Arkady Gyngazov grew up in the severe winters of the Siberian city of Tomsk. There, he learned at an early age that being gay was unacceptable.
Looking for a place where he could be himself, Gyngazov moved to Moscow. He began to work at Central Station, a gay club, and was able to live openly as a gay man. That changed a year and a half ago when he began hearing horror stories about gay friends and colleagues being threatened and beaten in the streets of Russia’s capital city.
He was right to worry for his safety.
Gyngazov was leaving work with a friend when a group of men approached them. They surrounded the pair, punching and kicking them, all the while shouting, “Fags!”
When he reported the crime, he was told by the police that the attack had been his fault.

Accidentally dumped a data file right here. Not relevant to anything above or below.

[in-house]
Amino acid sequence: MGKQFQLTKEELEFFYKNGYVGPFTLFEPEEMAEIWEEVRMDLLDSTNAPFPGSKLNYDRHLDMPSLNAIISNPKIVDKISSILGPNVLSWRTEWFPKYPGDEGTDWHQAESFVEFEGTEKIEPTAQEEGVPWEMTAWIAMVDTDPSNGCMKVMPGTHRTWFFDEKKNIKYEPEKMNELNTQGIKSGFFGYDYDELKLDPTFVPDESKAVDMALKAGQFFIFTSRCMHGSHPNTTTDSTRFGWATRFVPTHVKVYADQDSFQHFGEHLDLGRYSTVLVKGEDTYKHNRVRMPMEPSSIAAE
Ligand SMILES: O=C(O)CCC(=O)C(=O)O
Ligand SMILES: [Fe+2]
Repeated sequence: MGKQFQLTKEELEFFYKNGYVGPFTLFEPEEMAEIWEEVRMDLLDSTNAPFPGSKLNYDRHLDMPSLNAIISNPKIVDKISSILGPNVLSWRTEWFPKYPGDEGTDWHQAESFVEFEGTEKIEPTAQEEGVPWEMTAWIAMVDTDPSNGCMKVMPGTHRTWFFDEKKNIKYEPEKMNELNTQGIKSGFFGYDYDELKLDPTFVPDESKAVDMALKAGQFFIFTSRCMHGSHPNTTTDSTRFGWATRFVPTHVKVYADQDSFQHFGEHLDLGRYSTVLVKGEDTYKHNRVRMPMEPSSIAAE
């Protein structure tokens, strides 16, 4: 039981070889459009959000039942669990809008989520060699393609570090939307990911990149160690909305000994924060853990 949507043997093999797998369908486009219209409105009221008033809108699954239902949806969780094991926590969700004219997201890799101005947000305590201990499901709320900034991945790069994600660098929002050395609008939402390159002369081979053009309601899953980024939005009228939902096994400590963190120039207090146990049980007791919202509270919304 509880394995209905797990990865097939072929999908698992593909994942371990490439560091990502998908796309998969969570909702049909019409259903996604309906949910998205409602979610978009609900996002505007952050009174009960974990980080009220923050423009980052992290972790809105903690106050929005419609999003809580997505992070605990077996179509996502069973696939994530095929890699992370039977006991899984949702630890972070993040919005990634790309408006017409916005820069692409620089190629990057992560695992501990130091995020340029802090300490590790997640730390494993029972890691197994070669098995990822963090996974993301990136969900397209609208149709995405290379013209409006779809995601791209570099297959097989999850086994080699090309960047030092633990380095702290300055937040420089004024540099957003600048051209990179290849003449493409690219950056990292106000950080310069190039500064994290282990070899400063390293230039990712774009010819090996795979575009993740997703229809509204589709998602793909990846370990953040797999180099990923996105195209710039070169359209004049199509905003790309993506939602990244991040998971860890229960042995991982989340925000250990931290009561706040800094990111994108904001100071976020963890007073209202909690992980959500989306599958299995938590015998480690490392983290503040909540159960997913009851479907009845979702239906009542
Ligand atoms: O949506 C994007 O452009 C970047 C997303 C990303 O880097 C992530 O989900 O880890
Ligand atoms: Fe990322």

In another event, over 500 people were evacuated from Central Station after the club was attacked with poisonous gas. This was only one of several attacks on the club, including a shooting that left bullet holes in the building’s façade.
“I’m not going back to Russia because when I was there I was afraid for my life,” Gyngazov said.
Bogdan Morozov worked at the same club. He made the decision to not return home shortly after landing in the United States and hearing the news about the attacks.
Morozov is from Samara, in the southeastern part of Russia, where the local government approved a series of anti-gay laws in 2012, and through which the Olympic torch passed last December.
“I was attacked in my home town,” he said. “I tried going to the police to report the crime, but the police said they wouldn’t accept my report and they didn’t protect me.”
Morozov fled to Moscow a short time later, only to see the situation there quickly deteriorate for him and his friends.
After arriving in the U.S. and realizing it would be unsafe for them to return to Russia, Gyngazov and Morozov contacted Immigration Equality for help in seeking asylum.
“I want to work and live in peace,” Morozov says. “If I’m granted asylum I want study English and go to school to be a personal trainer and fitness coach.”
“I won’t go back,” he said. “I’m going to stay.”